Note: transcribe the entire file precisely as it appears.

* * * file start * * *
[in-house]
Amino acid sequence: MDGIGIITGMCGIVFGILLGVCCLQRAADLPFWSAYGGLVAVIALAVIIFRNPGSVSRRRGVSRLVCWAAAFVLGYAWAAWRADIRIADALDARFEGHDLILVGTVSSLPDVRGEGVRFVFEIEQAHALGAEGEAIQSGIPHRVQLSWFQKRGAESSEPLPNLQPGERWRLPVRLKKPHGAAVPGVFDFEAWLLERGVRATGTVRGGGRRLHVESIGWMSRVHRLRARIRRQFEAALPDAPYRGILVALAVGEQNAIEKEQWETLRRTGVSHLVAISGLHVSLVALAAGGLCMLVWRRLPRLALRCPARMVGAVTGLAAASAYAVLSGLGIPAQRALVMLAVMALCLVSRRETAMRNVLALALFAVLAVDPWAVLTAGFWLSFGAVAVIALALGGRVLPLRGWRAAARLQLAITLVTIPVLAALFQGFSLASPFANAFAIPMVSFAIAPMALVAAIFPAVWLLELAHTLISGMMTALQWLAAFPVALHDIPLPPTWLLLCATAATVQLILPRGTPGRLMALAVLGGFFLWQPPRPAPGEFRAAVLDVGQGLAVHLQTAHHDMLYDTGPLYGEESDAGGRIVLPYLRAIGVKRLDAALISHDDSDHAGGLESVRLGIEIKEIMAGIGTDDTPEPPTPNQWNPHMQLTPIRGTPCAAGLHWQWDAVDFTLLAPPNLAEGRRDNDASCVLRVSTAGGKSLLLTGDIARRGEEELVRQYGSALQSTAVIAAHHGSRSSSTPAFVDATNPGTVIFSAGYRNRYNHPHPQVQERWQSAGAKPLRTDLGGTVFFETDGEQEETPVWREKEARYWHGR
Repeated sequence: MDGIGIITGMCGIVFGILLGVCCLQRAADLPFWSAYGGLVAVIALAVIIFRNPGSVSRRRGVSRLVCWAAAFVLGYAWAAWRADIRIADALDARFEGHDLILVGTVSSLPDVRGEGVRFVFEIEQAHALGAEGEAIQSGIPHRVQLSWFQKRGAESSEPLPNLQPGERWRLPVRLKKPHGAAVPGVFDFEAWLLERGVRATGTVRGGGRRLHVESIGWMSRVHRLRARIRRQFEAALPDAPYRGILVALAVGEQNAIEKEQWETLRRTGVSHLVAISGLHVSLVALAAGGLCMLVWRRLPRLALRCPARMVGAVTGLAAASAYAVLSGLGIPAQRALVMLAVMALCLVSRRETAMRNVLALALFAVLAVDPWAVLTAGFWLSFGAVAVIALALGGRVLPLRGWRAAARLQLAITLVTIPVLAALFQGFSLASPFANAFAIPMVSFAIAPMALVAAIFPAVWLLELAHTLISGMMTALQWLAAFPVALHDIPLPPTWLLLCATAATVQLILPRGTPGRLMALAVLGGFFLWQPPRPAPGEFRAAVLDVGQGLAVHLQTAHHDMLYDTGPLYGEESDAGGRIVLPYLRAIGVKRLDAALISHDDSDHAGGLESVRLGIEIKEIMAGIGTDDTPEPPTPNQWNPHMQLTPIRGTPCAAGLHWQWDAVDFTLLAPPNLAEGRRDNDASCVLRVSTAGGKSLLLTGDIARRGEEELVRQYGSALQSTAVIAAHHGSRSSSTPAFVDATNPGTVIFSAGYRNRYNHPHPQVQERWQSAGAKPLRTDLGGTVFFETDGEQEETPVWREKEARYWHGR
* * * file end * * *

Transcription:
[in-house]
Amino acid sequence: MDGIGIITGMCGIVFGILLGVCCLQRAADLPFWSAYGGLVAVIALAVIIFRNPGSVSRRRGVSRLVCWAAAFVLGYAWAAWRADIRIADALDARFEGHDLILVGTVSSLPDVRGEGVRFVFEIEQAHALGAEGEAIQSGIPHRVQLSWFQKRGAESSEPLPNLQPGERWRLPVRLKKPHGAAVPGVFDFEAWLLERGVRATGTVRGGGRRLHVESIGWMSRVHRLRARIRRQFEAALPDAPYRGILVALAVGEQNAIEKEQWETLRRTGVSHLVAISGLHVSLVALAAGGLCMLVWRRLPRLALRCPARMVGAVTGLAAASAYAVLSGLGIPAQRALVMLAVMALCLVSRRETAMRNVLALALFAVLAVDPWAVLTAGFWLSFGAVAVIALALGGRVLPLRGWRAAARLQLAITLVTIPVLAALFQGFSLASPFANAFAIPMVSFAIAPMALVAAIFPAVWLLELAHTLISGMMTALQWLAAFPVALHDIPLPPTWLLLCATAATVQLILPRGTPGRLMALAVLGGFFLWQPPRPAPGEFRAAVLDVGQGLAVHLQTAHHDMLYDTGPLYGEESDAGGRIVLPYLRAIGVKRLDAALISHDDSDHAGGLESVRLGIEIKEIMAGIGTDDTPEPPTPNQWNPHMQLTPIRGTPCAAGLHWQWDAVDFTLLAPPNLAEGRRDNDASCVLRVSTAGGKSLLLTGDIARRGEEELVRQYGSALQSTAVIAAHHGSRSSSTPAFVDATNPGTVIFSAGYRNRYNHPHPQVQERWQSAGAKPLRTDLGGTVFFETDGEQEETPVWREKEARYWHGR
Repeated sequence: MDGIGIITGMCGIVFGILLGVCCLQRAADLPFWSAYGGLVAVIALAVIIFRNPGSVSRRRGVSRLVCWAAAFVLGYAWAAWRADIRIADALDARFEGHDLILVGTVSSLPDVRGEGVRFVFEIEQAHALGAEGEAIQSGIPHRVQLSWFQKRGAESSEPLPNLQPGERWRLPVRLKKPHGAAVPGVFDFEAWLLERGVRATGTVRGGGRRLHVESIGWMSRVHRLRARIRRQFEAALPDAPYRGILVALAVGEQNAIEKEQWETLRRTGVSHLVAISGLHVSLVALAAGGLCMLVWRRLPRLALRCPARMVGAVTGLAAASAYAVLSGLGIPAQRALVMLAVMALCLVSRRETAMRNVLALALFAVLAVDPWAVLTAGFWLSFGAVAVIALALGGRVLPLRGWRAAARLQLAITLVTIPVLAALFQGFSLASPFANAFAIPMVSFAIAPMALVAAIFPAVWLLELAHTLISGMMTALQWLAAFPVALHDIPLPPTWLLLCATAATVQLILPRGTPGRLMALAVLGGFFLWQPPRPAPGEFRAAVLDVGQGLAVHLQTAHHDMLYDTGPLYGEESDAGGRIVLPYLRAIGVKRLDAALISHDDSDHAGGLESVRLGIEIKEIMAGIGTDDTPEPPTPNQWNPHMQLTPIRGTPCAAGLHWQWDAVDFTLLAPPNLAEGRRDNDASCVLRVSTAGGKSLLLTGDIARRGEEELVRQYGSALQSTAVIAAHHGSRSSSTPAFVDATNPGTVIFSAGYRNRYNHPHPQVQERWQSAGAKPLRTDLGGTVFFETDGEQEETPVWREKEARYWHGR